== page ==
¤ Fort Nuestra Señora de Buena Esperança
(1568 - 1570), near Coosaw ? or Seabrook ?
A Spanish blockhouse was built by the Juan Pardo Expedition as they were returning to Santa Elena in February 1568. Located at the Indian village of Orista that was located about two Spanish leagues (or one-half day's journey on canoe) upriver from Santa Elena. NOTE: The village of Orista was later relocated to Edisto Island sometime between 1587 and 1609.

¤ Stuart Town
(1684 - 1686), Seabrook Island ?
An early Scots settlement, led by Henry Erskine, third Lord Cardross, founded in November 1684. Of 140 or so original colonists, only 50 or so remained after six months. It was attacked and destroyed by the Spanish in August 1686. Only 20-30 survived. A hurricane struck the area one week after the Spanish left, destroying everything else that the Spanish did not destroy. Unknown if town was fortified. There is a record of five guns ordered for defense in 1685, at least three were delivered. The Spanish returned in December 1686 to destroy any rebuilding effort by the English or Scots. Site probably located at Stuart Point on the Coosaw River, north of Beaufort, although some sources say it was located on Port Royal Island at Spanish Point.

¤ Beaufort Fort
(1715 - 1731), Port Royal
A SC colonial militia palisaded earthwork fort built during the Yamassee War. Also known as Port Royal Fort. Used as a base for the coastal scout boats. Located south of Beaufort proper, on Spanish Point. Repaired in 1724. Replaced by Fort Frederick.

¤ Fort Frederick
(Fort Frederick Heritage Preserve)
(1731 - 1758), Port Royal
A 125-foot by 75-foot tabby fort, completed in 1734, with five-foot high tabby walls on three sides (fourth side eroded away by river), with barracks and a powder magazine. Also known as Fort Prince Frederick. Garrisoned by British regulars from 1734 - 1736, and 1738 - 1744. The SC colonial militia garrisoned the post intermittently at other times. Replaced by Fort Lyttleton. Some ruins remain, located on the grounds of the present-day U.S. Naval Hospital at the Fort Frederick Heritage Preserve, about one mile south of Spanish Point. No public access except by guided tour. See also INFO and PHOTOS from SC Dept. of Archives and History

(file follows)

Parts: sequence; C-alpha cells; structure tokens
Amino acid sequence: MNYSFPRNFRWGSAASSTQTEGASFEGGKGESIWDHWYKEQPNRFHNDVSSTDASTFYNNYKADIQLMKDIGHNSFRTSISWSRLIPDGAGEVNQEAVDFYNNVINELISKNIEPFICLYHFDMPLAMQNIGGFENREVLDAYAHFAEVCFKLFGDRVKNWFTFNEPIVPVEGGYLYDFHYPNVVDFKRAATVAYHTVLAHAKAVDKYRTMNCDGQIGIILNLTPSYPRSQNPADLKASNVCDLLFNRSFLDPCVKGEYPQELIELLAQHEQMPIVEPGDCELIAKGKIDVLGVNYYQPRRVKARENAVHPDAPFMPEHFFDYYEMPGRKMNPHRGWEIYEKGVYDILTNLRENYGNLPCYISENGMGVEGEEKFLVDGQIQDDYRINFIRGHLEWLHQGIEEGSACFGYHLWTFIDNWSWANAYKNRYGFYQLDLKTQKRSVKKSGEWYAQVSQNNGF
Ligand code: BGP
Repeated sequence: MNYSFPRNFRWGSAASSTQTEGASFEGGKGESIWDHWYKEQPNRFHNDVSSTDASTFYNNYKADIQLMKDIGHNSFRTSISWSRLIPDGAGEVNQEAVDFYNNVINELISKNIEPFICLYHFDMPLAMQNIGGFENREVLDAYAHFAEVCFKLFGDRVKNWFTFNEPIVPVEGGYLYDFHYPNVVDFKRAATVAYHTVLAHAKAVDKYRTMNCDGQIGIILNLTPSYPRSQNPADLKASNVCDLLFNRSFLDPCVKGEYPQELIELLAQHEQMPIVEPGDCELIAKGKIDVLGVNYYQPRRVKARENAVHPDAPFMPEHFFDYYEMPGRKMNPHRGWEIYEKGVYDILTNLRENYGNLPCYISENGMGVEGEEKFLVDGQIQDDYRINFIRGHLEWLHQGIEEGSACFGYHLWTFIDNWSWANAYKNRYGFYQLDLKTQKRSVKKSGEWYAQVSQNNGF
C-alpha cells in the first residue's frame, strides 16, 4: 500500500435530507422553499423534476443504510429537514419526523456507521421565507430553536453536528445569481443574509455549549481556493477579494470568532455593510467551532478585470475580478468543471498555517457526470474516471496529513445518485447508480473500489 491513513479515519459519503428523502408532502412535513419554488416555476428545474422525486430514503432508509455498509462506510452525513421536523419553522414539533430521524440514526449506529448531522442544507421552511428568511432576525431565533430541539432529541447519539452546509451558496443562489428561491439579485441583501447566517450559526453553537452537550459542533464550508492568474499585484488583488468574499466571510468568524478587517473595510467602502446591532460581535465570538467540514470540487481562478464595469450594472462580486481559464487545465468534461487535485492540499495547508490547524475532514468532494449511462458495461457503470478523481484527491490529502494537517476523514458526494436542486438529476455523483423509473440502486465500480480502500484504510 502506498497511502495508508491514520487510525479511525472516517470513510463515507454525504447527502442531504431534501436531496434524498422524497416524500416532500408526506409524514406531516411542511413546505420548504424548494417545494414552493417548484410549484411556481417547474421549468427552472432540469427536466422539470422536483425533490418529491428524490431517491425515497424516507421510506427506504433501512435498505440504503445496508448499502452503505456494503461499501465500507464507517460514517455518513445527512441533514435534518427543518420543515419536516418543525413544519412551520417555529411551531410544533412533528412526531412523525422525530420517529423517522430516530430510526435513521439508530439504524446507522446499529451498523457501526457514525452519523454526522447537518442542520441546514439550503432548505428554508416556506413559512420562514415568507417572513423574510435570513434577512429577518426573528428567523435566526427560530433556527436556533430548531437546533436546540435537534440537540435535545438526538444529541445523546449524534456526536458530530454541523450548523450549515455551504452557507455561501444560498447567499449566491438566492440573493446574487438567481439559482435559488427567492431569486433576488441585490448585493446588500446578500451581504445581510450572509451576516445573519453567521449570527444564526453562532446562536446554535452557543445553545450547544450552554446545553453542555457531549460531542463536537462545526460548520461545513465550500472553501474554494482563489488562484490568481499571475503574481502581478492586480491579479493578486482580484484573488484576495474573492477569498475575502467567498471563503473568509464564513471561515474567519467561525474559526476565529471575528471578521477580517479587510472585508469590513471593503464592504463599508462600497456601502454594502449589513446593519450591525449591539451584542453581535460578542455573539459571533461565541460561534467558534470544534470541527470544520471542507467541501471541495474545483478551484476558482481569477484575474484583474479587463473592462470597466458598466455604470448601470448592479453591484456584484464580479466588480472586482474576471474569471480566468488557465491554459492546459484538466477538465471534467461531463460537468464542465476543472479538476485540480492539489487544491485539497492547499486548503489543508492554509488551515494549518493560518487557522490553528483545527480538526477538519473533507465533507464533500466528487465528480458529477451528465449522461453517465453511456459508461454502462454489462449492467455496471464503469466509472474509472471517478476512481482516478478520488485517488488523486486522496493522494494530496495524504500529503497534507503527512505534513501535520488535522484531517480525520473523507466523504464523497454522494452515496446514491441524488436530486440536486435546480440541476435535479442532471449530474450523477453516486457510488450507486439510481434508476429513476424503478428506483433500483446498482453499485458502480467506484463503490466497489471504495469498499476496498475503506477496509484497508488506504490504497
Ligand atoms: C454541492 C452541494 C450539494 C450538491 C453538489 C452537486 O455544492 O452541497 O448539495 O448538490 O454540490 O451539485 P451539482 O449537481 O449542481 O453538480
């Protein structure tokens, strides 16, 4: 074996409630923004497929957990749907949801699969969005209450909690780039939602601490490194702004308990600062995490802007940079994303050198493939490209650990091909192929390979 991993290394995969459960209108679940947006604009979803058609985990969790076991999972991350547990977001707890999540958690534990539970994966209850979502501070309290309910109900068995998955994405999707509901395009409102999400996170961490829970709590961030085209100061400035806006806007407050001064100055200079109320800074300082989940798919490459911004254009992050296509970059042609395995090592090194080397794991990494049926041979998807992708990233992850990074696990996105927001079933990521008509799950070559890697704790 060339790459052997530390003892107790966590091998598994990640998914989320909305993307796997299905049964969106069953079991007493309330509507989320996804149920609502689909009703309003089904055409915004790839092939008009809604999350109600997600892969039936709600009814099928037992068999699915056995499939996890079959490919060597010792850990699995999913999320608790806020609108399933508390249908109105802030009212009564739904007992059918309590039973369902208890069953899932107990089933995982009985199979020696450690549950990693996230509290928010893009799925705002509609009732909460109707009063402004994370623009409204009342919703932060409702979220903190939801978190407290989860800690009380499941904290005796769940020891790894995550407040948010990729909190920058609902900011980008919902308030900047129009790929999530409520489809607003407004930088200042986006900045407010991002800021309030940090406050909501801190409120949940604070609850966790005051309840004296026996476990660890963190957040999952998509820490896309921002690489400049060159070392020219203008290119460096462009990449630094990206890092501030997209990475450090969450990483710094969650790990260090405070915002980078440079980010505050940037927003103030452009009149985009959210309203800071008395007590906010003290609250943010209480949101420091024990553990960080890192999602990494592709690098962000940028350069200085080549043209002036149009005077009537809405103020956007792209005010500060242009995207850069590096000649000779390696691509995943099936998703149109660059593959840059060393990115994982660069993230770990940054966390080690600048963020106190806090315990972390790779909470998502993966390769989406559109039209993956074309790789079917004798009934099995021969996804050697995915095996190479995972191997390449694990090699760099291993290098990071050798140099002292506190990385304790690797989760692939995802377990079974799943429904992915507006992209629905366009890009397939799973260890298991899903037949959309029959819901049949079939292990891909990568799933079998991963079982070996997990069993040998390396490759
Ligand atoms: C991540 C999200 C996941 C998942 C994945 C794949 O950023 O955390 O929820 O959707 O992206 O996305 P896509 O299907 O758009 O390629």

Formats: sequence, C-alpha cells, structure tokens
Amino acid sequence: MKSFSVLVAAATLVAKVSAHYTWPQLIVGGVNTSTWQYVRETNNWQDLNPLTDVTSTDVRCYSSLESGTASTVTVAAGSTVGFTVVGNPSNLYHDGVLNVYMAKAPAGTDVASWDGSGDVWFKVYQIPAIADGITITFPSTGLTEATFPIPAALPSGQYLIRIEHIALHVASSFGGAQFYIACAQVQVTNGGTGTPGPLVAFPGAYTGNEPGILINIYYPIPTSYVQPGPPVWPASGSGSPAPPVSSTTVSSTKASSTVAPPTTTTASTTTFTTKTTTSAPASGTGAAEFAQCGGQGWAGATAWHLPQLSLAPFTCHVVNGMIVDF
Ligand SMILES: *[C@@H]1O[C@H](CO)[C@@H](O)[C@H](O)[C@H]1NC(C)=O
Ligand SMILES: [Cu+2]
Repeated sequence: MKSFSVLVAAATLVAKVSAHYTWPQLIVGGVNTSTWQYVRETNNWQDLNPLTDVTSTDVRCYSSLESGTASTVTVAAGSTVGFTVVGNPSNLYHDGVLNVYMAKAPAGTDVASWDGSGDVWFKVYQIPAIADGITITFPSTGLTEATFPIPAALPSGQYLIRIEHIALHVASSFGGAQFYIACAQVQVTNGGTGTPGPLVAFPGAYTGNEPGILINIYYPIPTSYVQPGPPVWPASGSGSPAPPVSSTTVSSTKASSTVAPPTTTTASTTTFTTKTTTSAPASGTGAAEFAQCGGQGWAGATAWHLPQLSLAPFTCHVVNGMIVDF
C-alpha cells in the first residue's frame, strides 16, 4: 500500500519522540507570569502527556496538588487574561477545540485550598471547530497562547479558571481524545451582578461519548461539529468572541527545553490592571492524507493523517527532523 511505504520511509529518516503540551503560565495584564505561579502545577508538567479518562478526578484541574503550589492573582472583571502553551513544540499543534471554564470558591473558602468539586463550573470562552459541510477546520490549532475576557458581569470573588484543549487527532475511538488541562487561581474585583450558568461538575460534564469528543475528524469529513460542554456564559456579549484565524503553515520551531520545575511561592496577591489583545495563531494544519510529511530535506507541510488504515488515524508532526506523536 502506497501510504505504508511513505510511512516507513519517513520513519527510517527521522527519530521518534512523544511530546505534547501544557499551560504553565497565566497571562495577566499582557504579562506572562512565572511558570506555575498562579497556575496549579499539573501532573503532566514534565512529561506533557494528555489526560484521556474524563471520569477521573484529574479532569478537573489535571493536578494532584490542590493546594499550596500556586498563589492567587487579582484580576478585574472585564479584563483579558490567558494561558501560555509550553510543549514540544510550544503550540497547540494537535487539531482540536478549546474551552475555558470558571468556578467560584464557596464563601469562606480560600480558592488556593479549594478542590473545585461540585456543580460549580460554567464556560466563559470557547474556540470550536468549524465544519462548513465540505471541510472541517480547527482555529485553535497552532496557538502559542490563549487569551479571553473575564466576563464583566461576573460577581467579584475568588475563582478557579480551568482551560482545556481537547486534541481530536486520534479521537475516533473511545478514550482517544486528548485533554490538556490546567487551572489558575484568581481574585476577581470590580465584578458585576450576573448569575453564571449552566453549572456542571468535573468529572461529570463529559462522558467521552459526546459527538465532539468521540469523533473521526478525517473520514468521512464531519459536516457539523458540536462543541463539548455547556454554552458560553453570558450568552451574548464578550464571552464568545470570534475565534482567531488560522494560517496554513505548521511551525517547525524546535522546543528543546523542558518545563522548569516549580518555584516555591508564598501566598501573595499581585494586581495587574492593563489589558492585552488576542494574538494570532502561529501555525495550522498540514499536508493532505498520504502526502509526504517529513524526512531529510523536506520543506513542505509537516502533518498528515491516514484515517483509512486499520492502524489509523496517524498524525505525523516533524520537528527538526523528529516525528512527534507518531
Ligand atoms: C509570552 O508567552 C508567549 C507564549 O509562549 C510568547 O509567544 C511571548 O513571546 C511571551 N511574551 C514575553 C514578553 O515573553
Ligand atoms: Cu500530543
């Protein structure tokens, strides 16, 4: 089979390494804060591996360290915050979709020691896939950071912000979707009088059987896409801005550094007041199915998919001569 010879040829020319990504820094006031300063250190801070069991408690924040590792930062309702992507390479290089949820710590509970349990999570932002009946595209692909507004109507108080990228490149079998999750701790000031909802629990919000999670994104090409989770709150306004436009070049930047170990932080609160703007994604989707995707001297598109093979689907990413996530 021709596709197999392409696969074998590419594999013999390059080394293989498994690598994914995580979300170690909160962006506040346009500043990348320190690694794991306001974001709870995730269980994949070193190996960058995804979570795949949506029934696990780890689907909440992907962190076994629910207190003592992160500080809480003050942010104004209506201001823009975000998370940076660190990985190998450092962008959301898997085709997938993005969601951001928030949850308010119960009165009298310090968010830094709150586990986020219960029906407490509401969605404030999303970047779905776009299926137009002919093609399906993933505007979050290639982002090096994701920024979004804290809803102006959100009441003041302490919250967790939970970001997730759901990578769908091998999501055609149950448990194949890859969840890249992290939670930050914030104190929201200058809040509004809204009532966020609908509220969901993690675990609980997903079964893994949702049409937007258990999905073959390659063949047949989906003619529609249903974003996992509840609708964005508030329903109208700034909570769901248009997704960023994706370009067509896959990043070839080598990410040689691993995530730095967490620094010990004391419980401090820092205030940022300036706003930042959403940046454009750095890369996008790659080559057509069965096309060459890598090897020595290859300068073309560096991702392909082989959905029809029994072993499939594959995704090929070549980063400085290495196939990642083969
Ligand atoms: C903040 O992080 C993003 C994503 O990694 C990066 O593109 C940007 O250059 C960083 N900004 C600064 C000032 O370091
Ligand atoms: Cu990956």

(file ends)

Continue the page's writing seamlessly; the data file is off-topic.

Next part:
¤ Fort Lyttleton (1)
(1758 - 1782, 1809 - 1825), Port Royal
Located on Spanish Point, two miles south of Beaufort, one mile north of Fort Frederick, originally built to protect against the Spanish. Completed in 1762, it was a triangular tabby-built work, 400 by 375 feet, with a bastion and two half-bastions, tabby barracks, and a magazine. Patriots seized the fort in 1775. Attacked by the British in January 1779, the defenders blew up the fort, but repulsed the British anyway. In July 1779 the fort was rebuilt and occupied by the British until April 1781. Renamed Beaufort Battery by the Americans after the American Revolution, but no Federal funds were allocated for any "First System" work during the 1790's. Rebuilt in 1809 as a semi-circular tapia work, renamed Fort Marion, but was still unfinished by 1812. Site excavated in 1978.

NOTE: Beaufort was occupied by the British from July 1779 until September 1779 when the combined Patriot-French armies lay seige to Savannah, GA. Reoccupied in the spring of 1780 until April 1781 with the surrender of Fort Balfour.

¤ Cat Island Battery
(1731 - 1743 ?), Cat Island
A tabby fort or water battery. Ruins possibly still exist (?). Located across the Beaufort (Port Royal) River from Parris Island and Port Royal.

¤ St. Phillips Point Lookout
(1717 ? - 1764 ?), Bay Point Island
A SC colonial militia or British lookout post or watch house, intermittently garrisoned, to defend against a possible Spanish attack on Beaufort. Also used as a base for the coastal scout boats.


Beaufort Arsenal
(1795 - 1966), Beaufort
A state arsenal located at Craven and Carteret Streets. Completed in 1799. Rebuilt in 1852 with barracks for 250 men. Seized by Union troops in November 1861. Enlarged and renovated in 1934. Now the Beaufort Museum. Admission fee.


¤¤ Civil War Defenses of Port Royal Sound

¤¤ Camp Saxton
(1862 - 1865), Port Royal
A Union camp, mostly for Negro troops. A six-acre greenspace located at the former "Old Fort Plantation", the site of Fort Frederick at the present-day U.S. Naval Hospital.

¤¤ Fort Duane
(1862 - 1865), Beaufort
A Union post on the western edge of town.

¤¤ Camp Palmer
(1861 - 1862), Port Royal Island
A Union camp near Beaufort.

¤¤ Camp Shaw
(1864), Port Royal Island
A Union camp near Beaufort.

¤¤ St. Helena Island Post
(1863 - 1864), St. Helena Island
A Union garrisoned island during the Civil War.

(NOTE: St. Helena is an English corruption of the Spanish Santa Elena.)

¤¤ Seabrook Island Post
(1862 - 1864), Seabrook Island
A Union occupied island after the capture of Port Royal Sound.

¤¤ Fort Beauregard (2)
(1861 - 1865), Bay Point Island
A CSA 13-gun earthwork located in Port Royal Sound, it was captured by the Union in November 1861, and may have been renamed Fort Seward in 1862. No remains.
NOTE: Bay Point Island was formerly part of St. Phillips Island.
(some info provided by Joe Cronley)


Civil War Defenses of Hilton Head Island
(1861 - 1866), Hilton Head Island
Fort Mitchell (1862 - 1865) a Union earthwork located in Hilton Head Plantation, adjacent to the Old Fort Pub on Old Fort Drive. Restricted public access.
Fort Howell (four guns) (1864 - 1865), a Union earthwork, now a public park on Beach City Road.